Grilled Pork Salad

Photo: Nina Choi
Escarole, a variety of chicory, tastes less bitter than its cousins, frisée and endive. Apples are also abundant this time of year, so substitute your favorite red-skinned variety if you prefer a sweet-tart note.

Yield:

Serves 6 (serving size: 1 salad)

Recipe from

Recipe Time

Hands-on: 40 Minutes
Total: 45 Minutes

Nutritional Information

Calories 250
Fat 15 g
Satfat 2 g
Monofat 9.1 g
Polyfat 3.2 g
Protein 17.5 g
Carbohydrate 12.5 g
Fiber 4.2 g
Cholesterol 49 mg
Iron 1.5 mg
Sodium 459 mg
Calcium 45 mg

Ingredients

1/2 cup pecans
2 teaspoons canola oil
1 teaspoon salt, divided
Dash of sugar
2 1/2 tablespoons extra-virgin olive oil, divided
1 1/2 tablespoons white wine vinegar
1/2 teaspoon freshly ground black pepper, divided
1 (1-pound) pork tenderloin, trimmed
Cooking spray
5 cups chopped escarole
1 1/3 cups thinly diagonally sliced celery
2 cups thinly sliced red Bartlett or Comice pear (about 2)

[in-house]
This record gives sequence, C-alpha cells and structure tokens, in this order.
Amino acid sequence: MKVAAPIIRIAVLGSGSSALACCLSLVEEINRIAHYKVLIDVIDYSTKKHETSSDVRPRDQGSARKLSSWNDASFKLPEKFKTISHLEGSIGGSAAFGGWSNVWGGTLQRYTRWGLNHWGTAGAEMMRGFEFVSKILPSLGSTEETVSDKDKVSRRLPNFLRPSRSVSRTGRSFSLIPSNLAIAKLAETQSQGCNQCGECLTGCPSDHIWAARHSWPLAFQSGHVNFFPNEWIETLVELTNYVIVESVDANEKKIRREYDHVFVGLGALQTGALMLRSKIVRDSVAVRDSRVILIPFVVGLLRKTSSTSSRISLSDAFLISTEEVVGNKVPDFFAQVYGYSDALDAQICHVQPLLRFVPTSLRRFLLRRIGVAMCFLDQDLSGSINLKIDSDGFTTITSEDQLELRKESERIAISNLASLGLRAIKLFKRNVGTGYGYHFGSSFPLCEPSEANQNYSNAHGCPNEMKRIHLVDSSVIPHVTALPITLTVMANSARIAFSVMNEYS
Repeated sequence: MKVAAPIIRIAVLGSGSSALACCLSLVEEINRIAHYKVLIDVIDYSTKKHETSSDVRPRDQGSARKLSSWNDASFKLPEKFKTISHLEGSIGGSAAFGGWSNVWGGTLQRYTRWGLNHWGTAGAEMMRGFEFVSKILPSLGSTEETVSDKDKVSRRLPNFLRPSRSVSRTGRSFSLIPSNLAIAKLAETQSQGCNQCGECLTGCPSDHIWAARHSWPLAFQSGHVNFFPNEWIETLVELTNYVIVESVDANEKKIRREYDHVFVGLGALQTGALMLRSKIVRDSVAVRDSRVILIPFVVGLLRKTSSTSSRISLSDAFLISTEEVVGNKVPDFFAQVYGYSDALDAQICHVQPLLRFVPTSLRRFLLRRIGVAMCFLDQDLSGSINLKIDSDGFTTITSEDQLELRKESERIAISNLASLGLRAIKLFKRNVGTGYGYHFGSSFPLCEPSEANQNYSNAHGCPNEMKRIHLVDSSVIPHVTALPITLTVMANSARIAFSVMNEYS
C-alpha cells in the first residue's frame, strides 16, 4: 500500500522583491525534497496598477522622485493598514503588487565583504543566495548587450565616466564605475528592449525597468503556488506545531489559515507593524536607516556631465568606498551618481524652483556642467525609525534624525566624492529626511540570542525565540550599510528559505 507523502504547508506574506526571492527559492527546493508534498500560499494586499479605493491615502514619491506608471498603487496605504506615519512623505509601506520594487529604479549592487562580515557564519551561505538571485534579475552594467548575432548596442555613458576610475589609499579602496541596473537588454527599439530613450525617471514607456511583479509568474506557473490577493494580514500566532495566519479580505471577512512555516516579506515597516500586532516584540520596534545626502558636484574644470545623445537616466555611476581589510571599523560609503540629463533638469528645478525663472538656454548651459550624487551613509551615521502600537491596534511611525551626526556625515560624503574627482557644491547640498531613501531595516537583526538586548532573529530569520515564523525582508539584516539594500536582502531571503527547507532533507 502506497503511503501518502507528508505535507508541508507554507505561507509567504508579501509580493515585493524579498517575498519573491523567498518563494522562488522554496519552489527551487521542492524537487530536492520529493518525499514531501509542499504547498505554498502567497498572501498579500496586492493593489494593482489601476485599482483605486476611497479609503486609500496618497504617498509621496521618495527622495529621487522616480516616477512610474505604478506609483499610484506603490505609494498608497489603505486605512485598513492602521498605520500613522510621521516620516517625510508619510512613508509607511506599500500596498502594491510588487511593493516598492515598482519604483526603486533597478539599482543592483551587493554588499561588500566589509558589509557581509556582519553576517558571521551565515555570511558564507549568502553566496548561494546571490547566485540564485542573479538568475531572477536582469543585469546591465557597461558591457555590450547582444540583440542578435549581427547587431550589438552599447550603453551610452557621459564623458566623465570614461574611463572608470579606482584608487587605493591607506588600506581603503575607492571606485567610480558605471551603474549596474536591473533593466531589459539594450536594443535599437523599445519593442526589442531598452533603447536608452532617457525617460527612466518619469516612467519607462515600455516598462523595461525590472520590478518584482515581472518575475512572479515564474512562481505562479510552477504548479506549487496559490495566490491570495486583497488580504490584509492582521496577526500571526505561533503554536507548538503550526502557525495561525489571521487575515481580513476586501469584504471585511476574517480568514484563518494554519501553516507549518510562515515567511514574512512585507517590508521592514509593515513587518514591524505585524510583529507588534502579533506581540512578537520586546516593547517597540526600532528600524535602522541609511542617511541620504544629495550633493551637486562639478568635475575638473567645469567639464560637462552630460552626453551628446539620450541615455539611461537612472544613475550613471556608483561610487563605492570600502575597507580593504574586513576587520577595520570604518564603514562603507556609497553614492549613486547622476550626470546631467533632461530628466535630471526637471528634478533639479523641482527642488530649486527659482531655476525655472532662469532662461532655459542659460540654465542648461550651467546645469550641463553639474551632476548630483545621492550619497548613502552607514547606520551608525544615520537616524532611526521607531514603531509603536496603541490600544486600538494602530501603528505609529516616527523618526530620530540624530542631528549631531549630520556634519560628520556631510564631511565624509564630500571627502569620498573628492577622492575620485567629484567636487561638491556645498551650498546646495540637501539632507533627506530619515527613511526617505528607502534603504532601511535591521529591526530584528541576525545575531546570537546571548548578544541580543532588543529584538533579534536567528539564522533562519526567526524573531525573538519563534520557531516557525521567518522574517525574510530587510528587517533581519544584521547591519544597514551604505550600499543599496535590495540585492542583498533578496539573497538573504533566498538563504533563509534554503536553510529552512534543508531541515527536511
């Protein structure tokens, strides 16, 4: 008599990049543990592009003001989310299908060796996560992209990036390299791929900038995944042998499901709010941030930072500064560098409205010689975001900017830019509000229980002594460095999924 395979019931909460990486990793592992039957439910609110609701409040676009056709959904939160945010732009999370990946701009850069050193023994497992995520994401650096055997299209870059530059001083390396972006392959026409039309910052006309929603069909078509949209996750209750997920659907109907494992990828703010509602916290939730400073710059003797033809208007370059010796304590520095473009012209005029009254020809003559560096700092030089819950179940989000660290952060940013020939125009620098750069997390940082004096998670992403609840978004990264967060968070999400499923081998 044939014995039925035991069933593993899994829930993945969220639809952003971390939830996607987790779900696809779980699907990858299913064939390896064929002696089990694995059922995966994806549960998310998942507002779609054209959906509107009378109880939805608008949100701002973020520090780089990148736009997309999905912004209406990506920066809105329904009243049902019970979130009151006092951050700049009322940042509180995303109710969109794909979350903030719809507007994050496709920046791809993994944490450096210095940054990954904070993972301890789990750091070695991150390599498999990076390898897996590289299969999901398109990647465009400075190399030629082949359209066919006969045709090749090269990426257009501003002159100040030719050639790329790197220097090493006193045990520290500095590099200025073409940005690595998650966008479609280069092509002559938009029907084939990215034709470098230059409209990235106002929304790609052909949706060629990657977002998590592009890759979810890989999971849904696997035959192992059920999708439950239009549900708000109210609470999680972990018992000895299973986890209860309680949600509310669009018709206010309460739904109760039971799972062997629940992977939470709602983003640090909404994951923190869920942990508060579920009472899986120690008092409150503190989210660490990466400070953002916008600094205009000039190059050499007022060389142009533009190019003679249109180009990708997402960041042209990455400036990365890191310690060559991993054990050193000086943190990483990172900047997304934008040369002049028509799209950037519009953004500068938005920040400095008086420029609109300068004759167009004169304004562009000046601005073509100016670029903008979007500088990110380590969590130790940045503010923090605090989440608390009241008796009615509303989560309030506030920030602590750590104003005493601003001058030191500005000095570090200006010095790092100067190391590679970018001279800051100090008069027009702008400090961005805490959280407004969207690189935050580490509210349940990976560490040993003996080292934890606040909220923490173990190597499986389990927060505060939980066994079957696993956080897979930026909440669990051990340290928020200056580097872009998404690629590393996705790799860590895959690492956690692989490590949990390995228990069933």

Preparation

1. Preheat oven to 350°.

2. Combine pecans and canola oil in a small bowl; toss well. Place pecans on a baking sheet. Sprinkle with 1/4 teaspoon salt and sugar. Bake at 350° for 5 minutes.

3. Preheat grill to medium-high heat.

4. Combine 1/4 teaspoon salt, 2 tablespoons olive oil, vinegar, and 1/4 teaspoon pepper in a large bowl, stirring with a whisk.

5. Brush pork with remaining 1 1/2 teaspoons olive oil; sprinkle with the remaining 1/2 teaspoon salt and remaining 1/4 teaspoon pepper. Place pork on a grill rack coated with cooking spray; grill 6 minutes on each side or until a thermometer registers 145°. Let stand 10 minutes. Cut, crosswise, into 1/4-inch-thick slices.

6. Add escarole and celery to vinegar mixture; toss gently to coat. Place 1 cup escarole mixture on each of 6 plates; top each serving with 1/3 cup pears and 3 ounces pork. Sprinkle evenly with pecans.

Note:

MyRecipes is working with Let's Move!, the Partnership for a Healthier America, and USDA's MyPlate to give anyone looking for healthier options access to a trove of recipes that will help them create healthy, tasty plates. For more information about creating a healthy plate, visit www.choosemyplate.gov.

Joanne Weir,

September 2011